7 Tips to Clean & Sanitize your Makeup Brushes at Home

Image: © Leonid & Anna Dedukh / Fotolia

Researching among friends shows that there are those who religiously clean their makeup brushes and those who just hadn’t thought about it.  Guess what? Not only can the unwashed brushes harbor spot-causing bacteria but they can also affect the color of your makeup!


Makeup artist Bobbi Brown says, “For concealer and foundation brushes, (clean) at least once a week to prevent a buildup of product. And because these brushes are used on your face, the cleaner, the better. Brushes that are used around the eyes should be cleaned at least twice a month, while all others can be washed once a month.” So mark it on your calendars ladies and let’s see what the tricks of the trade are.


Cleaning your Makeup Brushes


Makeup sticks to your brushes making them stiff and reducing their effectiveness. Mix a very gentle liquid soap or baby shampoo with warm water in a small bowl. About ¼ soap to ¾ water is a good percentage. Hot water may damage the bristles and soften the glue.

Take each makeup brush and dip it in the soapy water until it is thoroughly wet. Avoid wetting the handle or the metal part throughout the process as the bristles may come unstuck. Take it out of the bowl (or the water will be dirty for the next brush and you’re going to get a lot of soap) and gently spread out and rub the bristles between your fingers so that the soap penetrates. Rinse under warm running water and repeat if necessary. Turn off the water in between brushes as an environmentally friendly gesture.

Sanitizing your Makeup Brushes

Now it’s time to get rid of any bacteria.

You can use a non-oily substance such as liquid aloe vera, vinegar (the smell goes away when dry) or use a commercial antiseptic product that is suitable for the body. Whichever you choose, dilute it in a little bowl. Add about 25% water to the natural products and follow the directions for the commercial product. Dip in your brushes one at a time, making sure that the bristles of each makeup brush are thoroughly wetted. Or you can add antibacterial face wash or tea tree oil to a new bowl of soapy water and repeat the cleaning process.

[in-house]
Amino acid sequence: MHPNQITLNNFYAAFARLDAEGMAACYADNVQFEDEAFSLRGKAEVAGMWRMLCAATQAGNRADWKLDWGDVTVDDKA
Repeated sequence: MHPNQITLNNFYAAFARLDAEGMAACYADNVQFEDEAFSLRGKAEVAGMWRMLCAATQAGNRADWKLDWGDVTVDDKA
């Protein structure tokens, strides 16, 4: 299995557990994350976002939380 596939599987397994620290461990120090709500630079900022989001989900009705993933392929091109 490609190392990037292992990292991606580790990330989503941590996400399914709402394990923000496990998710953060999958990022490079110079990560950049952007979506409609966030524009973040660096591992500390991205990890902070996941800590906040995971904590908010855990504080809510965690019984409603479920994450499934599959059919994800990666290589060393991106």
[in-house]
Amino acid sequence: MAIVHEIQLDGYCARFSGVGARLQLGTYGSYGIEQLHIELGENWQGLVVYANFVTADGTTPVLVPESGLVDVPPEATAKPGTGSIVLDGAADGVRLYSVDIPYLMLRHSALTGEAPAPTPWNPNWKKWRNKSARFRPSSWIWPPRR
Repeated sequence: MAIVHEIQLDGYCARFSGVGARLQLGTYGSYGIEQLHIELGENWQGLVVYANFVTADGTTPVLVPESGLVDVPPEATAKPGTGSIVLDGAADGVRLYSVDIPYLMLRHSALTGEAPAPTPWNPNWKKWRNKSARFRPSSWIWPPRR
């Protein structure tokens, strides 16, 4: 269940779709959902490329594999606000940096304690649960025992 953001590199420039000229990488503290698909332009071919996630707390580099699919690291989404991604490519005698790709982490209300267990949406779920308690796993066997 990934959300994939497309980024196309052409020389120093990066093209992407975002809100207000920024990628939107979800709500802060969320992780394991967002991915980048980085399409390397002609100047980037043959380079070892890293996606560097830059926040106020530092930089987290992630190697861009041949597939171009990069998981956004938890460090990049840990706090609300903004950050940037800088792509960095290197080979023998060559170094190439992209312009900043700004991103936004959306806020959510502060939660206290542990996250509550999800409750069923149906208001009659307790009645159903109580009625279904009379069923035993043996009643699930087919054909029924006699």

Either way lay the brushes across a mug or bowl so they don’t touch any other surfaces and the liquid doesn’t run into the brush handle. After five minutes, rinse thoroughly.

The handle itself can also be a source of germs, especially if you use it when you’re out and about. Pour a little surgical spirit (rubbing alcohol) onto a cotton pad and rub it over the handle to make sure it’s as sanitized as the bristles.

If a makeup brush tends to be stiff after washing, you can dip it into warm water into which you’ve mixed a tiny amount of hair conditioner before rinsing once again.

Drying your makeup brushes

Water dripping down into the metal shaft or wooden handle can loosen the bristles or encourage cracking. Avoid this by positioning the brushes at a suitable angle. It speeds up the drying if you wrap them in a clean dry towel and gently squeeze them. Re-shape the brushes and hang them over a table edge or bowl so that the bristles are fully exposed to the air. Rotate them occasionally. If the bristles don’t dry quickly, then the dampness can encourage bacteria to find their way again. Makeup brush bristles are sensitive and the direct heat from a hair drier or radiator may damage them.

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